Have you heard people refer to the sunshine as their source of Vitamin D? The sun isn’t actually the source of this fantastic vitamin, it just helps our skin produce it as a reaction to the exposure. How cool is that? We were designed to NEED the sunshine for our health! We can also get it through foods and supplements, especially when we are D-ficient. Ok, enough with the bad play on words, but really…this vitamin needs some press.
Vitamin D has several important roles. It’s most known for it’s role in regulating the absorption of calcium and phosphorus. Being deficient in Vitamin D can lead to soft and fragile bones. According to WebMD, there is also evidence that shows Vitamin D lowers the risk of type 1 diabetes, muscle and bone pain, lowers blood pressure, lowers the risk for multiple sclerosis, heart attacks, rheumatoid arthritis and even some serious cancers. Wow! That’s quite a list!
There have been some studies in the last 10 years that have also suggested that Vitamin D can improve depression and help with weight loss through appetite control. One study suggested that Vitamin D may help with our body’s response to the influenza virus. It certainly has been found to support immune health!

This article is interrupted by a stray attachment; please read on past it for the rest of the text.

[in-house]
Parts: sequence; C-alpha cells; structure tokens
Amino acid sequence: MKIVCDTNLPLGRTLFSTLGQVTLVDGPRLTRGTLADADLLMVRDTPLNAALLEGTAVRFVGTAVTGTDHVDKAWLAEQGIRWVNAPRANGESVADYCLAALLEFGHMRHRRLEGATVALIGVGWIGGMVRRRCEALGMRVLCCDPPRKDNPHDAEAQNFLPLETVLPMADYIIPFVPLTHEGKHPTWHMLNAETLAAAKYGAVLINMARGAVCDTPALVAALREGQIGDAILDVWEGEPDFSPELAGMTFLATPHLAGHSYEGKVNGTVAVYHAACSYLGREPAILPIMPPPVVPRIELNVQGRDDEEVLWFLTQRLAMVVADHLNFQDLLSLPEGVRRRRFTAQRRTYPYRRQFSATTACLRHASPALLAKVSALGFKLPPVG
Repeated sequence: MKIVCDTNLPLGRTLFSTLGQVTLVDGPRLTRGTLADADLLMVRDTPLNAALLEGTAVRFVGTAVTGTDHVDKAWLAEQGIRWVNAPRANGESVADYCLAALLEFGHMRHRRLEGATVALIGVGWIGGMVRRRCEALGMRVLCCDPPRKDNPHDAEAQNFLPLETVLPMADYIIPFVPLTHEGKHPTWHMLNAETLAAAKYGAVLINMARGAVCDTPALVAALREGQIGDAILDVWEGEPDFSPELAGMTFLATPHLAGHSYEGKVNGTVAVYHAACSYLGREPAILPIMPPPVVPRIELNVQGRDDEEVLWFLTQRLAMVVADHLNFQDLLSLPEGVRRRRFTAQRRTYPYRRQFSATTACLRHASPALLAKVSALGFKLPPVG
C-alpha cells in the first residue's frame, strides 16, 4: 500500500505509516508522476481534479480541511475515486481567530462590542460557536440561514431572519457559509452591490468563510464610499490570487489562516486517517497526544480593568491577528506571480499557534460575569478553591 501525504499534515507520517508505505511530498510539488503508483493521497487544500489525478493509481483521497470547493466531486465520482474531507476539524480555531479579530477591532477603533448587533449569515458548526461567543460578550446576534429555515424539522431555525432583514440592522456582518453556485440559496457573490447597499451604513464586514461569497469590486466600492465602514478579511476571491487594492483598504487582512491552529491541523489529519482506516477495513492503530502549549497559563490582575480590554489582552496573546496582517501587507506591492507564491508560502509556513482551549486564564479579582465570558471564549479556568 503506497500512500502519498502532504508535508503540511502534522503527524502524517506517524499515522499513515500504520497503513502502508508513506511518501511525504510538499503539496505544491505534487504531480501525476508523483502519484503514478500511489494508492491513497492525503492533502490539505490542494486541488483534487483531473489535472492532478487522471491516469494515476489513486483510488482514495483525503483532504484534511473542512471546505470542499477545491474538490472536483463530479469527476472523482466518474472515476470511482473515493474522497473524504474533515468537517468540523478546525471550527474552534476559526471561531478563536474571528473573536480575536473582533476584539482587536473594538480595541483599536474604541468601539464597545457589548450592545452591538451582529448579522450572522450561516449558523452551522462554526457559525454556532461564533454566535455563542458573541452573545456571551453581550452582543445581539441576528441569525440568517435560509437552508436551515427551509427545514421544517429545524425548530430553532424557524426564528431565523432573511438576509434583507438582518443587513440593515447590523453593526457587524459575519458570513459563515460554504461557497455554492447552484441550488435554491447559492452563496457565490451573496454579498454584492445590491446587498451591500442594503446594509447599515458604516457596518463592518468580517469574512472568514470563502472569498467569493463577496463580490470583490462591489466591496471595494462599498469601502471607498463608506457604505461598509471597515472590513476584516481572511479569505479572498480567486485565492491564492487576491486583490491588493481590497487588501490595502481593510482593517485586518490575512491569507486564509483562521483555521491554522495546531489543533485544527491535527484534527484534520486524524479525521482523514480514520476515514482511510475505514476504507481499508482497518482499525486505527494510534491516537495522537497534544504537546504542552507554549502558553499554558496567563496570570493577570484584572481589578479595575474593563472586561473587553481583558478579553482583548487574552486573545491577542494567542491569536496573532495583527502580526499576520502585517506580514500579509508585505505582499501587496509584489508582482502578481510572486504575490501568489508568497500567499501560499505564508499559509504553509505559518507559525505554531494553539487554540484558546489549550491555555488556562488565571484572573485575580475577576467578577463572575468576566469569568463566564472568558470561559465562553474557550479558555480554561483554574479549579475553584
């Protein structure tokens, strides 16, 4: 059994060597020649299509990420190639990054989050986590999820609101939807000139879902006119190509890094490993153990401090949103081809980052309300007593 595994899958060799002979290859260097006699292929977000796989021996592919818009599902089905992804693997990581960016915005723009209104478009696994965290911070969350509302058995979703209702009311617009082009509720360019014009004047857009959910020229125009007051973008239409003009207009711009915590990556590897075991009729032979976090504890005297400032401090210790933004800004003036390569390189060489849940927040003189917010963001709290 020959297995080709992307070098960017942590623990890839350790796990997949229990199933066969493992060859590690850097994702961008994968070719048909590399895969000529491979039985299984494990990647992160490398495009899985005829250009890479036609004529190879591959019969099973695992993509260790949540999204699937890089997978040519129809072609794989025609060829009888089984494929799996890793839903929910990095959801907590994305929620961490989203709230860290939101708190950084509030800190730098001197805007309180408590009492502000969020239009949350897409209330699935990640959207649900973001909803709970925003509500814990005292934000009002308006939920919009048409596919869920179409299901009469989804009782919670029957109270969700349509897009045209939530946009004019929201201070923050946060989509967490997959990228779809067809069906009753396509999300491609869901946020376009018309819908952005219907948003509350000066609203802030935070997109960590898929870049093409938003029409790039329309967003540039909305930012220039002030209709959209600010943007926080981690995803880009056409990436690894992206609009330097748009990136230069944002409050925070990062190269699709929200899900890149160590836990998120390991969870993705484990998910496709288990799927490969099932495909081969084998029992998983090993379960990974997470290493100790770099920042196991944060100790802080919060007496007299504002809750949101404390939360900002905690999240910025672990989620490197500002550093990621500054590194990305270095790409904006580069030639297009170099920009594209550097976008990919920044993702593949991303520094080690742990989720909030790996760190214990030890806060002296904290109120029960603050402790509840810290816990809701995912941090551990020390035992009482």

This little vitamin is stacking up to D-liver quite an impressive resume of results!
So are you getting enough Vitamin D?
Many factors can affect your ability to get sufficient amounts of vitamin D through the sun alone. These factors include:
- Being in an area with high pollution or in an area with frequent overcast (ie: Missoula inversion)
- Using sunscreen
- Spending more time indoors
- Living in big cities where buildings block sunlight
- Having darker skin. (The higher the levels of melanin, the less vitamin D the skin can absorb.)
These factors contribute to vitamin D deficiency in an increasing number of people. That’s why it’s important to get some of your vitamin D from sources besides sunlight. Salmon, tuna, egg yolks and mushroom are all natural food sources with Vitamin D.
I think we can all conclude we need some sun time and sunshine often to activate this little superhero of a vitamin! Experts say 10-30 minutes of sun exposure, midday, several times a week is a good place to start. Have you gotten some sun today?